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Leupold VX-III

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Post Options Post Options   Thanks (0) Thanks(0)     Back to Top Direct Link To This Post Posted: June/24/2005 at 11:13
marlboroninja View Drop Down
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I am interested in purchasing a scope for a 7mm Ultra Mag.  I will be hunting Whitetail Deer in central Virginia.  I plan on taking shots ranging from 100 to 350 yards long. 

 

For several months I have been doing research on the Leupold VX-III 3.5-10X50mm.  I decided on the 50mm objective to retain the requred 7mm exit pupil at higher magnifications.  While performing this reseach I stumbled upon Opticstalk.com and found it to be very informative.  I noticed several subscribers have given great praise to the Bushnell Elite 4200 (2.5-10X50mm), the Nikon Monarch UCC (3.5-10X50mm) and the Zeiss Conquest (3.5-10X50mm).  Maybe not in those specific magnifications or objective sizes but certainly those brands and models. 

 

I am mostly concerned with low light performance for shots to be taken at dawn and dusk.   In terms of glass quality, coatings and overall clarity how do these scopes mentioned above compare to the Leupold VX-III?  Leupold indicates that the VX-III has an Index Matched Lens Coating System.  Does this mean that the lenses are Fully Multi-Coated or just Multi-Coated?

 

How many lenses do each of these scopes have compared to the Leupold?

 

Will these scopes provide sufficient eye relief for the 7mm Ultra Mag?

 

Does anyone have any exerience with the Wide Duplex Range Estimating Recticle offered on the Leupold?

 

Which is more important Exit Pupil or Twilight Performance?

 

They all have 1" single piece main body tube construction, hand adjusted 1/4 MOA's and decent warranties?  Correct?

 

I really need some help!  All this is just too much to consider.  Chris/Brady?

 

Thanks

Post Options Post Options   Thanks (0) Thanks(0)     Back to Top Direct Link To This Post Posted: June/24/2005 at 12:45
Stud Duck View Drop Down
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I had a Leupold VX-III 3-10x40mm on a Weatherby Mark-V Super Big Game Master chambered in .300 Win Mag. The rifle weighed 6 3/4 lbs. unscoped and the scope added approximately 13 ounces to overall weight. This combo performed well for me.

 

Your Leupold will provide enough eye relief  to be used on the 7 Mag, provided your are not a severe "stock crawler."

 

All lenses for this particular Leupold are fully multi-coated. You can phone Leupold or Chris  and they can tell you the % of light transmission for the particular model you're interested in and the type of coating used on the lenses.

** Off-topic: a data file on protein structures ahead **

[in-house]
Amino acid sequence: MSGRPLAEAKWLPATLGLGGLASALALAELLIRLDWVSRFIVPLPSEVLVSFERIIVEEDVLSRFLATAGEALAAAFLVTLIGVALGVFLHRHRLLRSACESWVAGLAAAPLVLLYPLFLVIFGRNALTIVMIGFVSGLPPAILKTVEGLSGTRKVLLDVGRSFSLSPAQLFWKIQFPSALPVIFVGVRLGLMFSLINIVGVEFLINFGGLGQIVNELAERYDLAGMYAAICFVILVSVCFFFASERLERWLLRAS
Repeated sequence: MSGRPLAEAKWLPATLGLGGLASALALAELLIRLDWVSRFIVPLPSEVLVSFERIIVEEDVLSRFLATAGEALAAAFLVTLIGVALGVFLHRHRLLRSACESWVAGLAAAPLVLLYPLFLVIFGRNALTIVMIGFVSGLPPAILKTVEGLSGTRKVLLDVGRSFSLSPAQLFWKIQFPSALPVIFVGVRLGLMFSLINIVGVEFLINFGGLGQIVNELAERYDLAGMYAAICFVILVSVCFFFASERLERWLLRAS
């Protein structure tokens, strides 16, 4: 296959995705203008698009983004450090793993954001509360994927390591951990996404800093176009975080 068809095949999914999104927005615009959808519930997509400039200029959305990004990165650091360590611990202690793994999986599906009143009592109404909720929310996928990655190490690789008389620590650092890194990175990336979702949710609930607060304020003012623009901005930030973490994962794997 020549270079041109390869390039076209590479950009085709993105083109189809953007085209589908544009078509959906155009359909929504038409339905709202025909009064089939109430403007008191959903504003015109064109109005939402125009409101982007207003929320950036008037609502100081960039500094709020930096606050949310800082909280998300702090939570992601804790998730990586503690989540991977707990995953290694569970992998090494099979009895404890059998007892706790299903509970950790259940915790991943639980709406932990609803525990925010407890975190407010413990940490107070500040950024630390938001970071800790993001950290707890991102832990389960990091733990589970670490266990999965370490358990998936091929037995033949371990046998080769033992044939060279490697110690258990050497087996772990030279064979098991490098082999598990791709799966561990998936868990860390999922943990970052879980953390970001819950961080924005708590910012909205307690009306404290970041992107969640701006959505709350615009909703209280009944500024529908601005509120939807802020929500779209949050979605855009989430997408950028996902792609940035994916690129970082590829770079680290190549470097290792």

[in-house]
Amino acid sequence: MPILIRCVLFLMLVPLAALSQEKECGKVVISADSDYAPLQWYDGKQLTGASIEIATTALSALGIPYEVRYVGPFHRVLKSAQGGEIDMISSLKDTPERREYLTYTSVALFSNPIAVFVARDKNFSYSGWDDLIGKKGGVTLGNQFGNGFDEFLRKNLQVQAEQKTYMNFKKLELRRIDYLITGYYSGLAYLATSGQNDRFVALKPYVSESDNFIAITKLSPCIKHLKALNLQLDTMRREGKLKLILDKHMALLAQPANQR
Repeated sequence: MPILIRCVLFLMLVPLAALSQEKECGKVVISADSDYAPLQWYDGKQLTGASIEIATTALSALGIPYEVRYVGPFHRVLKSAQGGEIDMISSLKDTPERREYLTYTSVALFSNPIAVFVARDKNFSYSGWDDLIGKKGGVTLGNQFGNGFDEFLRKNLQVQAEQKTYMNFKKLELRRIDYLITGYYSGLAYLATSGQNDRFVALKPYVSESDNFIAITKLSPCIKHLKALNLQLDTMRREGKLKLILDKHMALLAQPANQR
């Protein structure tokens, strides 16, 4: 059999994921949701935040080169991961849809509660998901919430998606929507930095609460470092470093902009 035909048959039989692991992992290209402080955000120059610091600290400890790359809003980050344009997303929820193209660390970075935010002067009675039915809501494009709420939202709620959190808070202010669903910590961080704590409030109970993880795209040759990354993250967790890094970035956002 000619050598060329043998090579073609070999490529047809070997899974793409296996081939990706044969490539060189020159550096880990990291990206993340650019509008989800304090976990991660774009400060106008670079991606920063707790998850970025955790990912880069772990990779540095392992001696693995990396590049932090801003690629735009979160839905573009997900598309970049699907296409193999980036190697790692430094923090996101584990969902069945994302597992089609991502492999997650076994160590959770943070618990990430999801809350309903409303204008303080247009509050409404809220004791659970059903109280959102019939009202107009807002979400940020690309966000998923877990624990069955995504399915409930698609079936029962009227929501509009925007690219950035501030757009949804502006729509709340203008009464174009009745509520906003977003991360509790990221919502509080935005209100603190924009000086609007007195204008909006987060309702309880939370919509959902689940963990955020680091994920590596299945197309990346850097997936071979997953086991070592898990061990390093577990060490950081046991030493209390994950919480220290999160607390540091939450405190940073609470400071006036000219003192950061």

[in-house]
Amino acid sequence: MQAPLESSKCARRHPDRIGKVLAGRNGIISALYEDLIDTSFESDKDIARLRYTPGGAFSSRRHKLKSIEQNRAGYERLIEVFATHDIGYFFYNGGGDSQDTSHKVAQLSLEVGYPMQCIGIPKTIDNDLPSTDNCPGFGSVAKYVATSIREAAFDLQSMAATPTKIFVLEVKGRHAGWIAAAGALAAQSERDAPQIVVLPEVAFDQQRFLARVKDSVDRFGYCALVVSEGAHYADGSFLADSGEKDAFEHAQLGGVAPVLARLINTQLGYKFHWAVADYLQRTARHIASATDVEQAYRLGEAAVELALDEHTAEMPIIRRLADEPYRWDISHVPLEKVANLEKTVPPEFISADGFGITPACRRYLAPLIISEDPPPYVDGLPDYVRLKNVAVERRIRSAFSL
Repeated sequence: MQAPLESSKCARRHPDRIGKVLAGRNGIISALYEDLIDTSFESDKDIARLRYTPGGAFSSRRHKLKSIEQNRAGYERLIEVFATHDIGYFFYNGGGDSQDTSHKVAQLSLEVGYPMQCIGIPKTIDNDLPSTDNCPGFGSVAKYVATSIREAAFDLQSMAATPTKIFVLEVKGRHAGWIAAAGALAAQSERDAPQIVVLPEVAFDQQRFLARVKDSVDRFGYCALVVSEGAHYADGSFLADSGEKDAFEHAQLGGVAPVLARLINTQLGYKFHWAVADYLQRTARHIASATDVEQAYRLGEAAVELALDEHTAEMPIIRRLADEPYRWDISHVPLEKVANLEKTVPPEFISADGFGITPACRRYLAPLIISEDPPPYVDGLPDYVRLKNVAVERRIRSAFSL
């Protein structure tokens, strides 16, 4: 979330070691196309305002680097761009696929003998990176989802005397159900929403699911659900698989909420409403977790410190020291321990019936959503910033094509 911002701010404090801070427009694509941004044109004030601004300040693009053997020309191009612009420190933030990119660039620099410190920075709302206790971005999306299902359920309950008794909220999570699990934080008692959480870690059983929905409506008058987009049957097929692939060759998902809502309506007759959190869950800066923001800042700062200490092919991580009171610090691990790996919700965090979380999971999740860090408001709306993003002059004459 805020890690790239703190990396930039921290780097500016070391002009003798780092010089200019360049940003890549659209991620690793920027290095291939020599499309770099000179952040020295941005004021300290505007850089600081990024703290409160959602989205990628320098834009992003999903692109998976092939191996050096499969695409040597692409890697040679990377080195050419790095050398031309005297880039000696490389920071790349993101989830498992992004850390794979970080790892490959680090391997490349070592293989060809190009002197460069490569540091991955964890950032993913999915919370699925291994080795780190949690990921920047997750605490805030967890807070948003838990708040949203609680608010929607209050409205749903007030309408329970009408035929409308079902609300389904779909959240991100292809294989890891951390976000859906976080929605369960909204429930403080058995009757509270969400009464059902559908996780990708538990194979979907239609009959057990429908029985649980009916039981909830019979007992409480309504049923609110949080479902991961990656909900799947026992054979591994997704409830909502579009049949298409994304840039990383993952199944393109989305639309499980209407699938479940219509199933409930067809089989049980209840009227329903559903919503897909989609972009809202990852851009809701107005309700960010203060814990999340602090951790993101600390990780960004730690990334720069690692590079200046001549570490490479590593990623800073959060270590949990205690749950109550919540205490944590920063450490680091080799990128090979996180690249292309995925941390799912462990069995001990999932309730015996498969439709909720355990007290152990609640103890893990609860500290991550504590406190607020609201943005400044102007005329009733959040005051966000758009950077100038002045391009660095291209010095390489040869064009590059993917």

As for the range estimating......the Boone & Crockett reticle has established hold over points not a range estimating reticle. On a VX-III you can estimate the range of a whitetail or similar sized animal by bracketing the animal with the thin area of the crosshairs & reading the number on the power selector ring and multiply the number on the selector ring by 100 to give you your estimated yardage...it's a very simple process if the buck gives you time. I would recommend a good range finder from SWFA versus using the scope as a range finder, that way you can predetermine your ranges (depending on the type of hunting you're doing) and then use the Boone & Crockett reticle for precise shot placement depending on yardage and wind deflection. (I believe Zeiss offers a similar reticle.)

 

The type of glass, coatings and brand of scope is more important than exit pupil and twilight factor. Exit pupil and twilight factor are nothing more than mathematical equations that arbitrarily assign a number for exit pupil and twilight factor. They do not take into consideration quality of glass, coatings and manufacturing tolerances.

 

Leupold & Zeiss carry excellent warranties, I don't know much about Nikon and Bushnell (Don't care to either)

I do know that the Nikon, Bushnell and Zeiss are heavier than the Leupold. You may consider this if weight is a factor. Remember ounces make pounds!

 

If you are age 40 or over you shouldn't be concerned with a 7mm exit pupil, your eyes will probably only dialate to 6mm or so. And to be honest I don't know if the human eye can distinguish the difference between a 6mm or 7mm exit pupil.

 

I feel that the Leupold is a good bang for your buck scope that will serve you well for what it will be utilized for, but from what I've read here, as far as mid-priced scopes are concerned, the Zeiss Conquest is the "Stud Duck"  

The Conquest has great clarity and low-light performance (from what I've read) and it has a square reticle adjustment (This means that windage and elevation adjustments won't affect each other), a feature which I find very appealing.